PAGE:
After the Reich (2007) by Giles Macdonogh is a brilliant book on what happened in Germany after WWII. It explores what actually happened and gives a thorough overview of the fate of Germans under Allied occupation. The book outlines the massive ethnic cleansing, the mass internment and the politics of what happened in Europe after WWII. It also does so without being vindictive.
The book is divided into 5 parts. The first part, Chaos, looks at Vienna and the expulsions from Easter Europe. The second section looks at life in each of the Allied Zones in Germany. In part 3 Guilt, the Black Market, the detention of POWs and the trials of Germans is dealt with. The fourth part; The Road to Freedom, looks at how the politics worked after the war between the Allies.
The first section looks at the fall of Vienna, Berlin and the expulsions of Germans from the East. The massive territorial loss, of about 1/4 of Germany’s territory in 1937 is documented as are the rapes and murders that went on during this massive round of ethnic cleansing. Areas that had been German for a thousand years were depopulated. This is a very inconvenient truth.
In the second section each of the Allied zones of occupation and Austria is given individual treatment. Macdonogh also mentions the words Bizonia and Trizonia that are rarely discussed. The comparison of the zones with thFrench caring little for denanzification but looting while the Americans were zealous denanzifiers but fed their zone better and so on are similar to the stories that I have heard from people who lived through these times. In looking at each zone Macdonogh also looks at the culture which is a little odd but quite interesting. How symphony orchestra leaders were treated while people starved is a curious thing to read about. But it does illustrate the attitudes of the various powers toward German culture and society. Macdonogh also talks about the number of people who starved. His figure is around 2 million.
In the third section on Crime and Punishment Macdonogh looks at German guilt first off. This section is highly readable and looks at what Germans at the time were saying about the Nazis. It doesn’t dwell on condemning the Germans and instead provides an understanding of what was happening. The view of the Black Market is fascinating. It becomes clear that the Black Market immediately established itself and was very important in helping people avoid starving to death. It’s amazing how trading starts so quickly after disasters like WWII. Macdonogh confronts the war crime of German POW deaths in custody. He comes up with a figure that around 1 million Germans died after the wars end in these camps while trials for putting people in camps were going on. Macdonogh doesn’t dwell on the hypocrisy and merely points out that this is what happened. He attributes some of this to vengence but also points out that handling such large numbers of people in times when supplies are short is likely to result in these vast numbers of deaths. Macdonogh also looks at the Nurnberg war crimes trials and the other trials of Nazis and Germans that continued on. He is not complementary of the trials pointing out that the rules of evidence included heresay and that pointing out where the Allies had done the same things as the Germans was rejected out of hand.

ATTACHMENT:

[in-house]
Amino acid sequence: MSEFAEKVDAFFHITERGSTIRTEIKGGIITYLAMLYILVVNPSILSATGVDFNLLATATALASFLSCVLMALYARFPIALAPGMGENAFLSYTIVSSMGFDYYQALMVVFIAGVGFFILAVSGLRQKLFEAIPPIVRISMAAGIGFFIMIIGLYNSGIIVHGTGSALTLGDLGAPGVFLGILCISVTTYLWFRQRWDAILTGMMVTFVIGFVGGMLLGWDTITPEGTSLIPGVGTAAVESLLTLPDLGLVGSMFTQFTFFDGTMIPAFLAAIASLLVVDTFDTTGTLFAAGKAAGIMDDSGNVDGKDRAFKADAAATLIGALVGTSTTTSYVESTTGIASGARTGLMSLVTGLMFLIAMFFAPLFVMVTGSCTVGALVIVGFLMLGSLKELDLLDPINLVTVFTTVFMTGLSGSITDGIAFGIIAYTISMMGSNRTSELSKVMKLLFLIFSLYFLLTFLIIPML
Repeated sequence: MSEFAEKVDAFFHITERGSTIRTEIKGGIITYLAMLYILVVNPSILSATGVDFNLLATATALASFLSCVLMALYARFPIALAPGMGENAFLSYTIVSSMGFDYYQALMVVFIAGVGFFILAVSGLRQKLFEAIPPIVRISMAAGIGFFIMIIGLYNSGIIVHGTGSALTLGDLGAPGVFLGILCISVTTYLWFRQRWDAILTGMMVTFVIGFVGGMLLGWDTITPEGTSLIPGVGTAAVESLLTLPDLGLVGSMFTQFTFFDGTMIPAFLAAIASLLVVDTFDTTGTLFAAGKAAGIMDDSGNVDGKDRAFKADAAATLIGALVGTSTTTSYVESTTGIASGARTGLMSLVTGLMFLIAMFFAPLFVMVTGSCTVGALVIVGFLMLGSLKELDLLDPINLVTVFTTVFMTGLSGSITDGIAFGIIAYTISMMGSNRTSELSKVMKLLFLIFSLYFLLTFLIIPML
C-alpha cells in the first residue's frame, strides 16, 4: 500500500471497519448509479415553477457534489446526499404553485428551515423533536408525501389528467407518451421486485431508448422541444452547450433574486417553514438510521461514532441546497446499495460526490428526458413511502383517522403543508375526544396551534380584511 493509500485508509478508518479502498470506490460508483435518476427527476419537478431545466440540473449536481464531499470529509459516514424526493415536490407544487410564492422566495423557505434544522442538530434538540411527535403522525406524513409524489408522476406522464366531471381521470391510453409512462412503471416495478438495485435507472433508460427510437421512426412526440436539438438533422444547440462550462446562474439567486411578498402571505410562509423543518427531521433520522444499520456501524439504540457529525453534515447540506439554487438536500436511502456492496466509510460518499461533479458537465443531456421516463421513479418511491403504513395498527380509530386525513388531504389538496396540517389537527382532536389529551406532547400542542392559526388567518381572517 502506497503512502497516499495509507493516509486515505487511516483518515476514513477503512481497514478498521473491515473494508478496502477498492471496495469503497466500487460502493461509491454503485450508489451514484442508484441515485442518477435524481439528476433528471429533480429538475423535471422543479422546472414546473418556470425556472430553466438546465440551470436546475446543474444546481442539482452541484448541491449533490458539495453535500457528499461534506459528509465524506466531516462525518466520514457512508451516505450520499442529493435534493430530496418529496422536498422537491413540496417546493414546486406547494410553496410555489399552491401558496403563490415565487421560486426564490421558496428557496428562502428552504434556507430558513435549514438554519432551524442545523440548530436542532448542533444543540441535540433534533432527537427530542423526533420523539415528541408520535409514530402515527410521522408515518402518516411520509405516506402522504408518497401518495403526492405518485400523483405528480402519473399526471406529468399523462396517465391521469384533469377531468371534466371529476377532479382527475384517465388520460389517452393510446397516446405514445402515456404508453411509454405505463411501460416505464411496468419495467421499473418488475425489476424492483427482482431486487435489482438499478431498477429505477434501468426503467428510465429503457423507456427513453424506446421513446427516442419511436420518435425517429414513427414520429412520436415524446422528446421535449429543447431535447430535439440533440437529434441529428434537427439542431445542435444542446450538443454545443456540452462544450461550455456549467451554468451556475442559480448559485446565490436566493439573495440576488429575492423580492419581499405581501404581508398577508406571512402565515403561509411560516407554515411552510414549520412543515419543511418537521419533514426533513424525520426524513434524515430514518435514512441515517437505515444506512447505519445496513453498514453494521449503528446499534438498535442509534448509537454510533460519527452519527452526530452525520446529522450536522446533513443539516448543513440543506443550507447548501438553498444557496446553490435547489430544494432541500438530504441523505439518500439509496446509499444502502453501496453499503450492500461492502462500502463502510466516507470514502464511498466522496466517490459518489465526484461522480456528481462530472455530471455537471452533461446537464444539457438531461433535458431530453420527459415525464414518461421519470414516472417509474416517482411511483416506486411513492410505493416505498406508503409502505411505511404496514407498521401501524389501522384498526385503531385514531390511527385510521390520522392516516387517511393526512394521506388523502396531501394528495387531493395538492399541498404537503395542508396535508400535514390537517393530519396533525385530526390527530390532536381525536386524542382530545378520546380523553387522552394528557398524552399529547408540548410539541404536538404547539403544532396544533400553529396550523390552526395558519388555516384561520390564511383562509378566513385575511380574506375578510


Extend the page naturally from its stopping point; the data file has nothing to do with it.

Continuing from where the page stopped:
In the fourth section: The Road to Freedom Macdonogh looks at the piece in Potsdam and the start of the Cold War. He points out that the Allies did not negotiate well at Potsdam and allowed Stalin to get away with what he wanted. He makes the case that the Soviets wanted a single demilitarised German state rather than the split that actually happened. He misses the points that the Soviets could have made the Soviet Block much stronger had they not taken so much territory from the Germans, in particular by leaving the Germans in Silesia. The Berlin airlift is given substantial deserving treatment as it represents the turning point from Allied cooperation to the Cold War settlement.
The conclusion is more a description of the final fate of Germany than a summary of this disturbing but brilliant book. Macdonogh wisely does not make moral judgements about what happened in Germany following WWII. It’s interesting that no major historian has written a book like this. Macdonogh has the luxury of not having to worry about whether he would be condemned and blocked by his peers for looking at things academics have avoided. The subject matter should be disturbing for people who believe that Allied conduct during WWII was of the highest order. This is not to condemn the Allies, merely to point out that the war was far murkier than has been presented in the standard version learnt by most people in the English speaking world.
The book is superb. Many other reviewers agree including this review at the Telegraph. For a complete understanding of WWII this book is a must.
( This is the 100th review on this site )